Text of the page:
Dissolved H2S is a major environmental factor in hydrothermal vent ecosystems. In a study of adaptations to sulfide by alvinellid polychaetes, the sulfide-binding capacity of body fluids was examined in Paralvinella palmiformis from northeast Pacific ridges and Alvinella species from the East Pacific Rise. Sulfide concentrations in vascular blood and coelomic fluid of freshly collected animals were notably variable. Separation of P. palmiformis bodyfluid components revealed that most sulfide (ca. 77%) was accumulated in the dissolved fraction. In P. palmiformis, both vascular blood and coelomic fluid could reversibly bind sulfide in vitro with a low affinity, saturating only at high dialysate concentrations (ca. 2 mmol L-1). No sulfide-binding activity was observed in the vascular blood from Alvinella species. A dissolved protein component of greater than 90 kDa appears to be involved in sulfide binding in Paralvinella, probably a vascular extracellular high-molecular-weight hemoglobin. Some sulfide may also adsorb onto a 15.35-kDa intracellular hemoglobin present in the coelomic erythrocyte fraction. In the absence of epibiotic bacteria, Paralvinella body fluids may function as a sulfide buffer to protect tissues from deleterious effects of sulfide exposure.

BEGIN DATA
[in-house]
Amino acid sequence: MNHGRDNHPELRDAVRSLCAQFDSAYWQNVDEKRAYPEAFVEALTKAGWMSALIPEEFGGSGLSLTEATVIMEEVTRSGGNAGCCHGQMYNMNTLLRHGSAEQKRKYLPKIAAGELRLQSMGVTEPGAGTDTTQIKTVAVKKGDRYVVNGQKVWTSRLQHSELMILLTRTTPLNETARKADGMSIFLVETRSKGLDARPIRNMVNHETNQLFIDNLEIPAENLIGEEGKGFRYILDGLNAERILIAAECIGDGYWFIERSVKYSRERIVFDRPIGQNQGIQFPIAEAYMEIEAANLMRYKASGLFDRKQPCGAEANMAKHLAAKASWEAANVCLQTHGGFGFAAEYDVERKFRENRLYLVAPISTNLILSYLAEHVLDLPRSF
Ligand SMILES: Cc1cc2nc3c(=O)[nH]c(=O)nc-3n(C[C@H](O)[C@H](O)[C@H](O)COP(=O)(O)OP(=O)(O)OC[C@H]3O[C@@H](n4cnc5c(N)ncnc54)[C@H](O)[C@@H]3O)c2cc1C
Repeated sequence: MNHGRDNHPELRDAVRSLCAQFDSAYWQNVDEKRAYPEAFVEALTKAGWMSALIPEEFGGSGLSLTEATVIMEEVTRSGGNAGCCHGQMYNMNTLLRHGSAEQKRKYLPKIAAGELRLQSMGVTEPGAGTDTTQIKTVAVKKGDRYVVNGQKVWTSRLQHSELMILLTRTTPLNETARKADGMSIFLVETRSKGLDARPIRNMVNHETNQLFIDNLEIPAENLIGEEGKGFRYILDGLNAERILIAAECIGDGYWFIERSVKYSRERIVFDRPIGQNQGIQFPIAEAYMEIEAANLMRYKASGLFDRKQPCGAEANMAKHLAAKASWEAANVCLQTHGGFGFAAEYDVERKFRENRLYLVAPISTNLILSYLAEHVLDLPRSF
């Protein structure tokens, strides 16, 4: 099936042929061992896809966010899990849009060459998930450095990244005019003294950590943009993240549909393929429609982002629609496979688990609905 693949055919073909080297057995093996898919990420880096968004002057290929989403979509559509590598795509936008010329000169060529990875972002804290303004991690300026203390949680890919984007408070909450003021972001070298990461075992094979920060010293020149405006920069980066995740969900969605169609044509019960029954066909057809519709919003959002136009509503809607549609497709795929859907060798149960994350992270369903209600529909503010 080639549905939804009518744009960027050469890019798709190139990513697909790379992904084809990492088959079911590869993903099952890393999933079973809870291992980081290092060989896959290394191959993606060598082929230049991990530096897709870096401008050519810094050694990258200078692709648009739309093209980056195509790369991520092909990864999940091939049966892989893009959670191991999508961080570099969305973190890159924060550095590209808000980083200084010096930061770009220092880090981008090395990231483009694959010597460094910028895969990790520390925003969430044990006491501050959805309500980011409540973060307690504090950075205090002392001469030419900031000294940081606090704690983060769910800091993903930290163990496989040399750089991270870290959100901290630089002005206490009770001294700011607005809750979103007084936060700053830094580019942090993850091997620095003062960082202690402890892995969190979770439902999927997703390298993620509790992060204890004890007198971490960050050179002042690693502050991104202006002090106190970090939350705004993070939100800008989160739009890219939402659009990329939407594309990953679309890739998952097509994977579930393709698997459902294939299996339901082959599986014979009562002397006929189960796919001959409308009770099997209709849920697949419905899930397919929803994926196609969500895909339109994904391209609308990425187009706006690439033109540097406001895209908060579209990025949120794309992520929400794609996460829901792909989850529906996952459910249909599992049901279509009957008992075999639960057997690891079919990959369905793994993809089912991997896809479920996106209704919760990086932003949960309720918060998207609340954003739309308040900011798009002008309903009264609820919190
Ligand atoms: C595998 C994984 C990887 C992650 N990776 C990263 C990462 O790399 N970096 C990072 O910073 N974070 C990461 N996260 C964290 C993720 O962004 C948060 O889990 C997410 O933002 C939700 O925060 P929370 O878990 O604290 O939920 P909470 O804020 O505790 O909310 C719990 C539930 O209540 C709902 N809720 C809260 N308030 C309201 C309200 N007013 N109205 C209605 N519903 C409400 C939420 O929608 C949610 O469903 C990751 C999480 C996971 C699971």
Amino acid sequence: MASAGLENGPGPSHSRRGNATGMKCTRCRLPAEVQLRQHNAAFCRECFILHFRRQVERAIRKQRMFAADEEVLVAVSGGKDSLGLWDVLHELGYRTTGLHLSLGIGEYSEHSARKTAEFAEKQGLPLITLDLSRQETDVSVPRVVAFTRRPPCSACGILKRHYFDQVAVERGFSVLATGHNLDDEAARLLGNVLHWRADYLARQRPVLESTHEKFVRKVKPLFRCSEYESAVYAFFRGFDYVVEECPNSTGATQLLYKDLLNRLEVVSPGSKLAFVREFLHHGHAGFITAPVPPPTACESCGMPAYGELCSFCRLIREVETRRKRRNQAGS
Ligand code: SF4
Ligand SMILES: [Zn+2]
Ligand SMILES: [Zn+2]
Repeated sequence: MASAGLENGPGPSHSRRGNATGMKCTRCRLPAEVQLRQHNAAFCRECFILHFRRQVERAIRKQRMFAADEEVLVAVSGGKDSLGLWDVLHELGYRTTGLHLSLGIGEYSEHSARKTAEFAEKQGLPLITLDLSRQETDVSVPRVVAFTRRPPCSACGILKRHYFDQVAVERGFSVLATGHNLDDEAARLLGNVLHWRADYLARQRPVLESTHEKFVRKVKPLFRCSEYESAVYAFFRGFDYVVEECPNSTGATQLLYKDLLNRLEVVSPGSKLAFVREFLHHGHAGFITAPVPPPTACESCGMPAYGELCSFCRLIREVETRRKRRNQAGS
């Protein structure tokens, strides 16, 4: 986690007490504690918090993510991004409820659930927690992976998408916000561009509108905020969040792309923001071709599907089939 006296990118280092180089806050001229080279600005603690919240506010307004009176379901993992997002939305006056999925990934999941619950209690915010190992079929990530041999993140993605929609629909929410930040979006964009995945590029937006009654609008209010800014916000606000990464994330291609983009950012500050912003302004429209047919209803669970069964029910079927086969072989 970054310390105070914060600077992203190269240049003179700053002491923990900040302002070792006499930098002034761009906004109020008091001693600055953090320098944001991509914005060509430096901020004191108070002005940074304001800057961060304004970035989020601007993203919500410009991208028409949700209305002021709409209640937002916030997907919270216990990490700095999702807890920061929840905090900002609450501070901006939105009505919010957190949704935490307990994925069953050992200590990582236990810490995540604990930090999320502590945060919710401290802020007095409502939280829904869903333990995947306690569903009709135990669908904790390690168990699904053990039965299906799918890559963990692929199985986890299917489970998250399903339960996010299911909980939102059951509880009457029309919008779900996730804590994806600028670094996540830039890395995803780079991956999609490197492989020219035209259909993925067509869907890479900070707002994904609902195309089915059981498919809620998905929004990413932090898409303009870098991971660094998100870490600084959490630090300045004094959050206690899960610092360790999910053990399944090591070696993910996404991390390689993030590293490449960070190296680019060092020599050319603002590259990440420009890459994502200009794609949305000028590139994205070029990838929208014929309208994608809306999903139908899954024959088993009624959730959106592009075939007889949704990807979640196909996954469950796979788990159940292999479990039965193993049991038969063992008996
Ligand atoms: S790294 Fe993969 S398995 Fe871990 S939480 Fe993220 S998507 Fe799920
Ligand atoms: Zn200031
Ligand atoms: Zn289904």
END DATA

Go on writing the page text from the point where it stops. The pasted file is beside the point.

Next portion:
All Science Journal Classification (ASJC) codes
- Animal Science and Zoology
- Physiology (medical)